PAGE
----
Two wins after none last time was a good result for Africa's only national Aussie Rules side. With the addition of some quality big Afrikaaner key position players the Buffaloes defeated Japan and Spain, but lost to the USA (although were competitive), Ireland (badly) and Samoa (comfortable margin) before giving Canada a fright in the 7-8 play-off. Overall it was a good step forward for them, although after their first two wins they probably would have hoped to get one more at the end. Having secured independent funding and developed junior programs for several years, AFL South Africa have now won more significant AFL backing and have plans to dramatically increase junior numbers. The first fruits of that may be felt in 2008, although in the short term a key will be keeping the white players in the program, perhaps through a short university competition, so that they continue to supplement the good and growing number of black players in the game. A good tournament and a stepping stone to a bright future.
9th - Japan (predicted: 7th)
Coach Troy Beard has done tremendous things for footy in Japan, and he is clearly passionate about his adopted nation. He also knows how to drum up some publicity and the media were never far away when Japan was playing. After successful tours of Australia bigger things were expected compared with 2002, but there was always the nagging doubt that they would lack key position size. Although the Samurai won their first International Cup match, defeating Spain (twice) and lost a tight one to South Africa, they would be disappointed at not climbing higher (their other losses were sizeable, to New Zealand, Ireland and Great Britain). When allowed to run free their short passing game is very impressive, with the skill level quite high, but at this Cup most sides were very dedicated and very fit, and didn't allow the Japanese any space. This was exacerbated by the smaller fields at Murphy Reserve. Their smaller body size was targetted by other teams and it took its toll. From all reports the Samurai are much improved, but will need to find some taller and stronger players to give them the balance all good footy sides need.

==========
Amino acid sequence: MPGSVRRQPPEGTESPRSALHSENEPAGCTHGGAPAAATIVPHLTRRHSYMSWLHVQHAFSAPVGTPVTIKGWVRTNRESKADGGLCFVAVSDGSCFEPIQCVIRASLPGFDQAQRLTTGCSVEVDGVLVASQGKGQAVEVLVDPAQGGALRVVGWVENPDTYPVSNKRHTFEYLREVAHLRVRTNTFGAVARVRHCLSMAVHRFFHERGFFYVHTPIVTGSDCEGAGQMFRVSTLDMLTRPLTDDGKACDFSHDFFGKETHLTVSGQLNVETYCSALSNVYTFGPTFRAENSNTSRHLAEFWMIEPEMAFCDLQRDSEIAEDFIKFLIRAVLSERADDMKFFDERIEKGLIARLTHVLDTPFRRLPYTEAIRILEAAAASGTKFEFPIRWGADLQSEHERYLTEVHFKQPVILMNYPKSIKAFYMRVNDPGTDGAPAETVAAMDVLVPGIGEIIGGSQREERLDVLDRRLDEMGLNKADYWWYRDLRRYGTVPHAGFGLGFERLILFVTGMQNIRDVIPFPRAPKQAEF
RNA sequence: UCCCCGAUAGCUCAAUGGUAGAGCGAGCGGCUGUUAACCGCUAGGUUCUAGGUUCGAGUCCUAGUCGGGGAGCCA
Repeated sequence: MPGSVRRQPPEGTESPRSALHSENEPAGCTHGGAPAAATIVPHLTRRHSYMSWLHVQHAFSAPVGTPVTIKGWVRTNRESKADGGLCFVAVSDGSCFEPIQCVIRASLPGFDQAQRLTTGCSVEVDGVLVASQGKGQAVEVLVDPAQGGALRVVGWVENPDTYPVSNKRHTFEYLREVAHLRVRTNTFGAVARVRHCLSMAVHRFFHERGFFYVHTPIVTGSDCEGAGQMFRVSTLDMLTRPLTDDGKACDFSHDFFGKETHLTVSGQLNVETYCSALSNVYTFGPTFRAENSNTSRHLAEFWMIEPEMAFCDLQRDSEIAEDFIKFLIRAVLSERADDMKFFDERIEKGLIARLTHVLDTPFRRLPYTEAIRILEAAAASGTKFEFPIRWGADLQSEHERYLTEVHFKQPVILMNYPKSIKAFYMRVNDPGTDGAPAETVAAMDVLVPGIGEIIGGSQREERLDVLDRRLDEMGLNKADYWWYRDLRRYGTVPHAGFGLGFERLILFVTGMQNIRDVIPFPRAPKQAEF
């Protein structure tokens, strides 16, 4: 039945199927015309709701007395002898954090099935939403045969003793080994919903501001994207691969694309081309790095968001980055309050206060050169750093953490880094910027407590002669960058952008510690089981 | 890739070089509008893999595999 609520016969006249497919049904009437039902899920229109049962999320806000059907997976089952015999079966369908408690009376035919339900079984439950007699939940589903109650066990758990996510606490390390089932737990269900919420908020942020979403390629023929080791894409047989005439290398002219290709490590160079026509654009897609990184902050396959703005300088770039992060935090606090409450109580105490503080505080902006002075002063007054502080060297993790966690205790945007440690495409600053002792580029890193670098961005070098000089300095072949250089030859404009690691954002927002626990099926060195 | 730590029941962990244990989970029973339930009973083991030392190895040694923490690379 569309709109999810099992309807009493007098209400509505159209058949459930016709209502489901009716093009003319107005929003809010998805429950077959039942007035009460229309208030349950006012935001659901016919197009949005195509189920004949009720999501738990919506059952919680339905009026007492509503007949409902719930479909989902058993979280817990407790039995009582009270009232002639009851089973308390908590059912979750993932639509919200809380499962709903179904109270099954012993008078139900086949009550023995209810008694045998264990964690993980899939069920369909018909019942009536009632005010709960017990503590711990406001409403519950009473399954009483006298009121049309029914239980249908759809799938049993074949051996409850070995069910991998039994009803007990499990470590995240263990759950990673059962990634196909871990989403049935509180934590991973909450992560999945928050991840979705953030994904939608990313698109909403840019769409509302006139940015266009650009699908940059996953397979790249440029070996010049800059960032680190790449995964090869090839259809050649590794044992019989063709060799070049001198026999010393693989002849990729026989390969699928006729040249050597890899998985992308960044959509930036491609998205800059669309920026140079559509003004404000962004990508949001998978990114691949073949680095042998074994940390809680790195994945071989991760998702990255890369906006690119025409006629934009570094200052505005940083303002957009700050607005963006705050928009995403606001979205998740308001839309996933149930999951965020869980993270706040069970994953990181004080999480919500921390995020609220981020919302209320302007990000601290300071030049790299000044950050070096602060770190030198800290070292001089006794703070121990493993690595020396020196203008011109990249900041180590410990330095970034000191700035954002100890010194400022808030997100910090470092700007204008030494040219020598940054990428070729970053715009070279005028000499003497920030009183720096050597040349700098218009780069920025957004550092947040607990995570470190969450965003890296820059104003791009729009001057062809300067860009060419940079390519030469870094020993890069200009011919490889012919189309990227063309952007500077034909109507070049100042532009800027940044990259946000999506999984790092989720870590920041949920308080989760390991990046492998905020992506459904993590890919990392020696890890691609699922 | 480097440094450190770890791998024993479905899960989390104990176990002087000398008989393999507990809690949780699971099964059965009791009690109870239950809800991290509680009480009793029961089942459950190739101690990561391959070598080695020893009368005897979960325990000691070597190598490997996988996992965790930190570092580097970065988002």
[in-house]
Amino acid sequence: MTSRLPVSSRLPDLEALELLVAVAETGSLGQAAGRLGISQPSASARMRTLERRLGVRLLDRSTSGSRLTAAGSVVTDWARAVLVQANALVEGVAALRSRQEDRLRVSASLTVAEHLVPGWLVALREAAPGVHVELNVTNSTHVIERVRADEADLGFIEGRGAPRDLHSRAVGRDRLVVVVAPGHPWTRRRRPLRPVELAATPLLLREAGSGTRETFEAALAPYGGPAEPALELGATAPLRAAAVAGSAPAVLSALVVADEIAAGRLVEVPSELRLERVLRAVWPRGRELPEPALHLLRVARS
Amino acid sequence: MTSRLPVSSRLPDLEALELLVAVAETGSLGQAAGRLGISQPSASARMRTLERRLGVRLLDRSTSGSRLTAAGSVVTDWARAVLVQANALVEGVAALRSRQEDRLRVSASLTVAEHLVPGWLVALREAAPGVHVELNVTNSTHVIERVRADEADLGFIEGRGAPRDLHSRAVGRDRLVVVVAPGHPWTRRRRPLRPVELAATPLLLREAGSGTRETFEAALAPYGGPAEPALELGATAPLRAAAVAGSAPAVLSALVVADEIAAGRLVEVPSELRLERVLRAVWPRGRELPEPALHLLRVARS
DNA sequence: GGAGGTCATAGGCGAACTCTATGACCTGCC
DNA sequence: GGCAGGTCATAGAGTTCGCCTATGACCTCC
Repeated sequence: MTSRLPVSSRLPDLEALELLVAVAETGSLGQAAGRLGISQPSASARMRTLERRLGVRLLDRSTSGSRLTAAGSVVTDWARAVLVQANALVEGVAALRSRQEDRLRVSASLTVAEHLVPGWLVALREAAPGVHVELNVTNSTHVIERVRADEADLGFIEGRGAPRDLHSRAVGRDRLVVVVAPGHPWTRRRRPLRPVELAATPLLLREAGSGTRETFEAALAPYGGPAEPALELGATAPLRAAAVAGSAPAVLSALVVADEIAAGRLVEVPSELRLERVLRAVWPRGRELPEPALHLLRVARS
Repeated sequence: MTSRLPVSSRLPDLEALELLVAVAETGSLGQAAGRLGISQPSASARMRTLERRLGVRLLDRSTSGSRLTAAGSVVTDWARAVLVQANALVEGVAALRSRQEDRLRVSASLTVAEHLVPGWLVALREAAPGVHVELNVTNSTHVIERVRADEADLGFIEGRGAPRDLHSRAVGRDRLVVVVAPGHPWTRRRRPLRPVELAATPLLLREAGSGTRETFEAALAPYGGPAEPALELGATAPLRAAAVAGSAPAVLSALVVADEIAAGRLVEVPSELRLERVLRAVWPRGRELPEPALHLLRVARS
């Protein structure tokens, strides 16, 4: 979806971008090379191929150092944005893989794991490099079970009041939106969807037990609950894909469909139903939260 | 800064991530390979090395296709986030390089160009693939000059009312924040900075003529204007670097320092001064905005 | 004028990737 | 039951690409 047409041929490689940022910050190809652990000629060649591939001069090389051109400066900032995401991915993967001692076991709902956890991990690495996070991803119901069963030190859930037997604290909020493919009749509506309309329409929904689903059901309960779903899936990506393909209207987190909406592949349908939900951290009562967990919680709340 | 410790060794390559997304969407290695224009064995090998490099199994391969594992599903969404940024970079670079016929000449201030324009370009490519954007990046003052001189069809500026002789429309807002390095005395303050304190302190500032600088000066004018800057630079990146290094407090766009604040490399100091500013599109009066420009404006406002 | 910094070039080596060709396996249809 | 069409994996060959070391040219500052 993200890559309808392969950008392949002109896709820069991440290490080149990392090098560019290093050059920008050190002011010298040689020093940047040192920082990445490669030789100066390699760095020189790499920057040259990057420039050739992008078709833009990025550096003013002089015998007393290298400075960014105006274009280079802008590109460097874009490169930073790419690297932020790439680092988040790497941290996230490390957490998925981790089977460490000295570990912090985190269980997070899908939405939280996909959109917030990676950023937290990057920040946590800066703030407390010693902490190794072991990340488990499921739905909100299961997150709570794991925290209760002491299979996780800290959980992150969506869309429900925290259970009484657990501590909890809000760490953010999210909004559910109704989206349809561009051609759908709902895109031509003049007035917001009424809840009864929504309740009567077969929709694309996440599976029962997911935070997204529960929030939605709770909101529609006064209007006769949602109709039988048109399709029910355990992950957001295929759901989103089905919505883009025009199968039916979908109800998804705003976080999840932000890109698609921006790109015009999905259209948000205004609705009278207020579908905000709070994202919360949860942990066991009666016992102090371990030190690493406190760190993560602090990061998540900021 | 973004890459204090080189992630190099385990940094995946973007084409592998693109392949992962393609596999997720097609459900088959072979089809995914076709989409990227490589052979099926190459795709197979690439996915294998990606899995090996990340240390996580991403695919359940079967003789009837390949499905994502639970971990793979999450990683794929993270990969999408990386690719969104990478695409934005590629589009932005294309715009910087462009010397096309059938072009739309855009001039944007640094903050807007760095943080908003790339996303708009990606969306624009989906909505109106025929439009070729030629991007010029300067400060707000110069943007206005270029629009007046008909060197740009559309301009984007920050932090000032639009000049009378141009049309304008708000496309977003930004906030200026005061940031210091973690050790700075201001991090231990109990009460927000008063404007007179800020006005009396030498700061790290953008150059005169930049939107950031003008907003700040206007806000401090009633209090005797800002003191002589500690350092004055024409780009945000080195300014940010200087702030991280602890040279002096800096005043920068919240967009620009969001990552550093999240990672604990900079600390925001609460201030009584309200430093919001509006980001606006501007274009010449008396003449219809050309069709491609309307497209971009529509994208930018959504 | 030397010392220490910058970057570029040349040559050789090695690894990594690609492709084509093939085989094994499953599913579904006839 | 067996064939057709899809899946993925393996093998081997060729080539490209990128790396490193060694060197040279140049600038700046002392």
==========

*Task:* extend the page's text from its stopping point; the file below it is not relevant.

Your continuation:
10th - Spain (predicted: 10th)
Quite simply Spain were winners for turning up. Australian football is very young in their country and their national side was selected almost entirely from the Madrid Bears club. Given that, and that their squad was smaller in number than other nations', they battled through the tournament with great spirit. There were a few guys in their side who seemed to be as much Aussie as Spanish, but presumably they passed the qualifying criteria, and no one seemed to mind too much since they didn't really look like scoring a win (though they were competitive) and it was just great to have them along. It's well documented that Japan's coach stated that although Spain were well behind the other teams, they were better than his own side and South Africa were back in 2002. Hopefully the Bulls will return again in 2008 with a stronger team. To do so, and keep pace with the increasing standard, they'll need to expand their competition at home to have more players, although there are suggestions they favour a one club model. That would make them unique in the upper echelons of international footy, but it would be difficult to see how they could generate the numbers to climb off the bottom of the ladder. However that is mostly speculation and the main thing to report here is that Spain were a welcome addition to the Cup, adding colour and interest on and off the field. Whilst not winning a match (losing to Japan twice, New Zealand, the USA, South Africa, and forfeiting to Canada when numbers ran out) the Bulls were competitive enough to ensure they lost no supporters - and they were indeed one of the better supported countries.